Wyomia Tyus

Wyomia Tyus is among a special group of women athletes. They were and are the Tennessee State Tigerbelles. Under the leadership of longtime coach Ed Temple, these women were pioneering champions decades before there was any such legislation as Title IX. They excelled in an era when women’s sports in general got scant coverage, and the achievements of Black women athletes even less attention. A lot of HBCUs didn’t even have women’s teams, or for that matter sufficient track facilities period, when Ed Temple began building one of the greatest sports legacies in college sports history. Over a 44-year-period Temple led the Tigerbelles to 34 national titles. Tigerbelles won 23 Olympic medals, 13 of them gold.

Ed Temple would be head coach of the U.S. Olympic women’s team in 1960 and 1964, and assistant coach in 1980. He also was head women’s coach for a pair of lesser recognized but equally important international meets, the 1958 and 1959 dual competitions between the USA and USSR. He was also head women’s coach at the 1959 and 1975 Pan-American Games. Before passing in 2016 at the age of 89, Temple was inducted into nine Halls of Fame, and had a statue erected in his honor near the right field entrance to First Tennessee Park.

Ed Temple had numerous remarkable women in his program over that esteemed career, and one of the greatest was the sprinter Wyomia Tyus. In 1968 she became the person (male or female) to win goals medals in the 100-meters in two consecutive Olympic Games. It would be 20 years before anyone would equal that feat and 50 before it was surpassed. Now the new book “Tigerbelle: The Wyomia Tyus Story” (Edge Sports) chronicles Tyus’ rise to glory, and offers an inside look at Ed Temple and his amazing ability to motivate and inspire.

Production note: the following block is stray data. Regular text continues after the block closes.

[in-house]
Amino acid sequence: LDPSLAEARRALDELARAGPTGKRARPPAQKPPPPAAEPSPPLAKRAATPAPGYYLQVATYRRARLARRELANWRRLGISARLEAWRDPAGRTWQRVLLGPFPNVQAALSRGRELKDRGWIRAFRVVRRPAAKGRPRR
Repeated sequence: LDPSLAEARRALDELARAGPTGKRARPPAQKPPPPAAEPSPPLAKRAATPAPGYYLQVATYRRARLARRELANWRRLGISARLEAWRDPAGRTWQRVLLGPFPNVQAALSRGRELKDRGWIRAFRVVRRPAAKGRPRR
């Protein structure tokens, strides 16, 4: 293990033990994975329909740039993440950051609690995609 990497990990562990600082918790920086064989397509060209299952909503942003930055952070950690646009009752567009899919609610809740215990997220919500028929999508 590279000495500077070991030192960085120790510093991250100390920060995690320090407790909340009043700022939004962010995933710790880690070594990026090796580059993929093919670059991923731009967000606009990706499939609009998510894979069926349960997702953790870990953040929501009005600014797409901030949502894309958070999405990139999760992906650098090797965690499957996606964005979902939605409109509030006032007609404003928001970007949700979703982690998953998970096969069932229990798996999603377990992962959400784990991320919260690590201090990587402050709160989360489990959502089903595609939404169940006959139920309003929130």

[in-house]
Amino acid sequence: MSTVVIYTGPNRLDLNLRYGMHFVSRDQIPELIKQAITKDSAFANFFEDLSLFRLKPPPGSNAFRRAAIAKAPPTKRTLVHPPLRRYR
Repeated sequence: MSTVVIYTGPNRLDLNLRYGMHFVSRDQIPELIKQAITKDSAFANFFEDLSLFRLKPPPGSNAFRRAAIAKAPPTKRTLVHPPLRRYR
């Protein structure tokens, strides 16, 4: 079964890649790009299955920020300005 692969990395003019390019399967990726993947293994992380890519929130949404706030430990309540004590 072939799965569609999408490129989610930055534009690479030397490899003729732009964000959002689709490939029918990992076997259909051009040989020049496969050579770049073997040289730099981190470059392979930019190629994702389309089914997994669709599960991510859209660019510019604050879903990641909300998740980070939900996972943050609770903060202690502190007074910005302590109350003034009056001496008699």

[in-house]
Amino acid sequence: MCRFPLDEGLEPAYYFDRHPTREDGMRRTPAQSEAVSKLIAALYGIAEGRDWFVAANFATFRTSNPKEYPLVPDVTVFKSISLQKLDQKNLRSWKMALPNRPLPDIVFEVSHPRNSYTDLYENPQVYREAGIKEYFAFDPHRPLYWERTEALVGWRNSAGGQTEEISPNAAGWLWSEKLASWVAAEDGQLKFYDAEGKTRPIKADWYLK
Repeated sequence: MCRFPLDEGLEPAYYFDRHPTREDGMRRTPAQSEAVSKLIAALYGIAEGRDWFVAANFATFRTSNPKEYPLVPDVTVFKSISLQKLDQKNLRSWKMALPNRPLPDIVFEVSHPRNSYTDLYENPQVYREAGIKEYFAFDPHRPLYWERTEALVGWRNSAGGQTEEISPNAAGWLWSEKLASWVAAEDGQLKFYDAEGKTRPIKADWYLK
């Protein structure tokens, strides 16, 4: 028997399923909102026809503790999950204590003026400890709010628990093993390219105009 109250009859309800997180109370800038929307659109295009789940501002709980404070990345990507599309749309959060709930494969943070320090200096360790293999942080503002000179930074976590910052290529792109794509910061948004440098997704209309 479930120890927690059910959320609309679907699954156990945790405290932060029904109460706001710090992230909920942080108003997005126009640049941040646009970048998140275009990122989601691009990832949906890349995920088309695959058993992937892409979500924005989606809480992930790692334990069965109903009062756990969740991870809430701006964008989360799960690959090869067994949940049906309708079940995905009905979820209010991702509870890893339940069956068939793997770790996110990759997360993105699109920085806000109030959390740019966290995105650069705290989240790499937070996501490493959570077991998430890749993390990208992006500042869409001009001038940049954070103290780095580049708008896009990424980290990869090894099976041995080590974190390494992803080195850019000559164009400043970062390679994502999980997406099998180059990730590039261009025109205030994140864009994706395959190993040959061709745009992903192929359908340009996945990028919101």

Tyus grew up on a dairy farm in Griffin, Georgia with no expectations of doing much beyond spending her life working in the family business. But track became not only a way out, and but the means by which a highly introverted individual became able to express herself, and the route that eventually brought her world fame and stardom.Yet Tyus acknowledges that in the beginning she thought about quitting the Tigerbelles due to the hard regimen, the loneliness of being away from home, and Temple’s insistence on rigorous practices and maintaining a strict lifestyle.

Tyus describes the different waysTemple made ends meet, from ordering far more pairs of shoes from manufacturers than necessary to insure all his athletes had the right sizes, to organizing trips for competitions both near and far. Over the early years Temple had to scrounge around for meets, find a way to have practices and keep his athletes sharp without having anything remotely like today’s modern facilities. He would load his team into station wagons and go to events, often having to deal with the realities of the Jim Crow South.

It’s interesting that even as the Tigerbelles fame grows, Ed Temple never changes his approach, or coasts on his laurels. Tyus describes their early morning practices and film sessions in which Temple would break down each women’s form and continue to insist they could do better, even when they’ve won medals and acclaim. However that stern demeanor as a coach was contrasted with his concern and love for his athletes off the track, and his insistence they get their degrees, knowing there was nothing like a pro track circuit at that time. 

Wyomia Tyus’ descriptions of the Tigerbelles’ team unity, the friendships that developed even in the midst of hard times, and their eventual championships, both individually and as a team, provide a look at a time and era in sports and women’s history that doesn’t get nearly the exposure as it deserves. It’s also a shame track and field in America is now largely overlooked except in Olympic years, when it’s a sport with a lot more opportunities for all types of athletes than basketball or football.

“Tigerbelle: The Wyomia Tyus Story” is a book all fans of any sport, but particularly those who love track and field, will enjoy. But it also covers an equally important slice of history, both for HBCUs and women’s sports, that should never be forgotten nor undervalued.